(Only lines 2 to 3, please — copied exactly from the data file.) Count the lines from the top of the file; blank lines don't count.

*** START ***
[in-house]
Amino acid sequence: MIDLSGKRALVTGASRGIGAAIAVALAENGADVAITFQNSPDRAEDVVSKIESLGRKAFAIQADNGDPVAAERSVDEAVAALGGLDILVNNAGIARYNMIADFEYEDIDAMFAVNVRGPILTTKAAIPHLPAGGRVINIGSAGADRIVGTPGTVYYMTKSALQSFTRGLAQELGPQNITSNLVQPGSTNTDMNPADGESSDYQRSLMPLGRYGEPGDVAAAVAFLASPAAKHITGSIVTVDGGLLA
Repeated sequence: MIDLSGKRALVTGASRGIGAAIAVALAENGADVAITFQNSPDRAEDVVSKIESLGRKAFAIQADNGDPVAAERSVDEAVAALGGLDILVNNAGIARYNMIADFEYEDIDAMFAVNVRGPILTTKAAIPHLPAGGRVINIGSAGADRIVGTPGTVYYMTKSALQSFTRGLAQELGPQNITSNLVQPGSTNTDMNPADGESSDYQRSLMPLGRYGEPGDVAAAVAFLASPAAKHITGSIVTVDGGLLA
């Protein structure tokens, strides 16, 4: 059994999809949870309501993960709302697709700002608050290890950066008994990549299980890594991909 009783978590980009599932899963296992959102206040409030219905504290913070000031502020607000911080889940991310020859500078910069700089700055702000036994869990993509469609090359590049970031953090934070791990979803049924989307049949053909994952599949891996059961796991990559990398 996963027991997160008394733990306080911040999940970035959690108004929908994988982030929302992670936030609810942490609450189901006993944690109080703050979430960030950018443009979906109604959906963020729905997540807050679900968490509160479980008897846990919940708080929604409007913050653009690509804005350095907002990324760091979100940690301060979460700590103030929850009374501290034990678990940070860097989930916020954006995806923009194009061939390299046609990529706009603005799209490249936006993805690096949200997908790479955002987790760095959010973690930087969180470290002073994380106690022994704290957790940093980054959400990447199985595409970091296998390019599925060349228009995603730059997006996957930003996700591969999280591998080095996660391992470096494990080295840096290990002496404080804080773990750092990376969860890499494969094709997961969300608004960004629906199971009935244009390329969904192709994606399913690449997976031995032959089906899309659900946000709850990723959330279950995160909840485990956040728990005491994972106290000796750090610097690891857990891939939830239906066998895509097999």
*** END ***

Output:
Amino acid sequence: MIDLSGKRALVTGASRGIGAAIAVALAENGADVAITFQNSPDRAEDVVSKIESLGRKAFAIQADNGDPVAAERSVDEAVAALGGLDILVNNAGIARYNMIADFEYEDIDAMFAVNVRGPILTTKAAIPHLPAGGRVINIGSAGADRIVGTPGTVYYMTKSALQSFTRGLAQELGPQNITSNLVQPGSTNTDMNPADGESSDYQRSLMPLGRYGEPGDVAAAVAFLASPAAKHITGSIVTVDGGLLA
Repeated sequence: MIDLSGKRALVTGASRGIGAAIAVALAENGADVAITFQNSPDRAEDVVSKIESLGRKAFAIQADNGDPVAAERSVDEAVAALGGLDILVNNAGIARYNMIADFEYEDIDAMFAVNVRGPILTTKAAIPHLPAGGRVINIGSAGADRIVGTPGTVYYMTKSALQSFTRGLAQELGPQNITSNLVQPGSTNTDMNPADGESSDYQRSLMPLGRYGEPGDVAAAVAFLASPAAKHITGSIVTVDGGLLA